I want to start this evening with Twitter. In the past, I used to do a decent degree of posts that summarized the news in a given area. I don’t do those anymore. Instead, I tweet significant articles 1-3 times a day. In general, I post the title of the article, a shortened link, and a quick comment on why it is right, wrong, important, etc. If I want the StockTwits.com investment community to see it on their general ticker, I add a $$ somewhere in my post. If there is a company I reference, I put a $ in front of its ticker, e.g., $AIG, and those following $AIG at StockTwits see the news.
Alternatively, if I want to have a potentially broader audience see it, I could put the hashtag #AIG in the post. Anyone using Twitter and looking for #AIG will see it.
Beyond that, when I see articles that others have tweeted, and I agree, I retweet them, which republishes the tweet with attribution of the original tweeter to my followers. Sometimes I get retweeted. Retweeting can become a way of making something widely known. Sometimes I reply to tweets, or others reply to mine. There can be some good conversations.
Twitter is not the same for everyone. Some don’t tweet, but only use Twitter like a newswire. Some don’t follow anyone, but use it as a means of updating their fans. Some do both; you have to weigh off the time use. Typically, I leave Twitter off most of the day, and then do my news updates in one set of tweets; it saves time.
Now, if you don’t do Twitter, and you don’t want to look at my Twitter page on the web, there are still two ways to get my economic commentary. For those using RSS, you can click on the following link, and you will get my tweets: http://twitter.com/statuses/user_timeline/120209971.rss. If you want to do this for another Twitter page, use this article. For those with e-mail, you can use the following utility to either tweet or receive tweets by email.
But if you are going to use Twitter a lot, I recommend that you use Tweetdeck for Twitter.
Tweetdeck allows you to organize the tweets you send, receive, get mentioned in, and private messages as well. If you’re going to do a lot with Twitter, I recommend it.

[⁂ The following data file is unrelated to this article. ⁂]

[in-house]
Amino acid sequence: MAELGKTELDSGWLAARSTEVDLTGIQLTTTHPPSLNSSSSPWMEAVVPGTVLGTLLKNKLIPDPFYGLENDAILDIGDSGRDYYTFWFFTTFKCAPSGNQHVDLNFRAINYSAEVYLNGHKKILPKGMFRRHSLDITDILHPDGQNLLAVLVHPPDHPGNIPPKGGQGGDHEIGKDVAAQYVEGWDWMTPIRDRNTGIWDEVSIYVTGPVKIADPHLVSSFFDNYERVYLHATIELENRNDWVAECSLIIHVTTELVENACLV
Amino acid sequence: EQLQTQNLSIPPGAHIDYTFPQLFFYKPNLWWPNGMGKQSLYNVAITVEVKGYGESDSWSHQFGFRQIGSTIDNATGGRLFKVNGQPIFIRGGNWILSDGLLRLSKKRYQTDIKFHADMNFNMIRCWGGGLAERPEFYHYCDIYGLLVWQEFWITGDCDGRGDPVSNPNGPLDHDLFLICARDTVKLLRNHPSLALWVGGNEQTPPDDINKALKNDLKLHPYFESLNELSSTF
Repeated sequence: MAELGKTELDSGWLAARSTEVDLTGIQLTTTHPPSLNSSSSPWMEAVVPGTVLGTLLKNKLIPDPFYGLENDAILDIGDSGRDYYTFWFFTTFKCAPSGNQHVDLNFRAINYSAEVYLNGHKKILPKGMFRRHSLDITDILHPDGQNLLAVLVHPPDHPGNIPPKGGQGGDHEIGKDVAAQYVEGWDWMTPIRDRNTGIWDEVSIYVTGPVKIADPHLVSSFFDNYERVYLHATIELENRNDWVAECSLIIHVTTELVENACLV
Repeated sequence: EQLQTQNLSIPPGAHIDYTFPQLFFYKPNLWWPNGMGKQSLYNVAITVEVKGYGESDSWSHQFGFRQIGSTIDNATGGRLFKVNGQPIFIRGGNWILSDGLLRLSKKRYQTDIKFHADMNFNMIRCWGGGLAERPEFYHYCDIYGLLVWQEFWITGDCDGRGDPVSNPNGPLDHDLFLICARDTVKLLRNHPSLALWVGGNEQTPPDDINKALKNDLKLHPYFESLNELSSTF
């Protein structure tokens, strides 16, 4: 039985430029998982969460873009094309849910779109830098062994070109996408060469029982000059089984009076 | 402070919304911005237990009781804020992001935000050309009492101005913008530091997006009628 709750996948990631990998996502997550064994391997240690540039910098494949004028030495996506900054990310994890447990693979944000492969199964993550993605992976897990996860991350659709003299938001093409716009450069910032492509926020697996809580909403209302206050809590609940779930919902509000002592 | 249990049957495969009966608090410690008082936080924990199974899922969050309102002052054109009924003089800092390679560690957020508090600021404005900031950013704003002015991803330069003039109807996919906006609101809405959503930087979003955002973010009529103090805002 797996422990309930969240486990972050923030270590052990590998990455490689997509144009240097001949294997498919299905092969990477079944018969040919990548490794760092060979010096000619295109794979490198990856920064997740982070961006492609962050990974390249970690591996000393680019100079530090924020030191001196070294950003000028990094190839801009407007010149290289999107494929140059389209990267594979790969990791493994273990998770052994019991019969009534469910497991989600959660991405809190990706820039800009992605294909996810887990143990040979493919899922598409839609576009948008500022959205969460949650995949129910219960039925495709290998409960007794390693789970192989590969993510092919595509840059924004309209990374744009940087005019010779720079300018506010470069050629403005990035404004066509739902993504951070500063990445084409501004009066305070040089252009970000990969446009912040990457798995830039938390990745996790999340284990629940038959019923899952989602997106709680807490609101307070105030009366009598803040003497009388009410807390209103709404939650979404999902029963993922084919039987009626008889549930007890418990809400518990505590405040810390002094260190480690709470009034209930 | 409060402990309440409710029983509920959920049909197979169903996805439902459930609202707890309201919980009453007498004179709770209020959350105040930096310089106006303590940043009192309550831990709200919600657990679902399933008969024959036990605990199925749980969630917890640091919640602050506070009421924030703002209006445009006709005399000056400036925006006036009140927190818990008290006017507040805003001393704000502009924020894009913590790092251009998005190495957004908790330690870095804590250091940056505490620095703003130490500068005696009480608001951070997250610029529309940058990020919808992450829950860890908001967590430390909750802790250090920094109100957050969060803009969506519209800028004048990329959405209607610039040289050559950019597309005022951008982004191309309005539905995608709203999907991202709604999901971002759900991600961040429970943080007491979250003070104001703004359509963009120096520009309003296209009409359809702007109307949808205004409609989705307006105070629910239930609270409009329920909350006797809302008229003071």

Now I recently started using a service that links my blog, my Twitter account, and my LinkedIn account, such that when I write a new post, like this one, it posts at Twitter and LinkedIn. Tweets go to LinkedIn as well.
Now Facebook, Twitter, Google, Yahoo, and to a lesser extent LinkedIn are becoming identity providers/gateways to using other sites, such that when you sign up for a new site, it can be simple as clicking on a Twitter link. If you are logged into Twitter, Twitter asks you to confirm the link, and if you do, the signup is complete.
Back to the Blog
There are two aspects to choosing a theme/style for a blog. First, you want it to look good, and fit the content that you are producing. A minimalistic style works well for many blogs, particularly if content is simple as well. But to the degree, that you want to come off polished, a more graphically sophisticated style can pay off. Whatever you do, make sure you like it — that it fits the personality of what you are doing.
The second aspect of choosing a theme/style for utility. How many columns do you want? What do you want to put in them? How many built in widgets/utilities do you want the theme to have?
This is what I did: I wanted three columns. Center for main content, left for advertising, right for everything else. Now, regarding advertising, all advertising at my blog is labeled as such. That means most advertising deals proposed to me don’t go through when they hear my terms.
The same is true when I write any book reviews, and link to Amazon, or anytime where I have an economic interest in what I am writing about. Full disclosure is given. If I or my clients own a stock, and I write about it, I disclose the interest.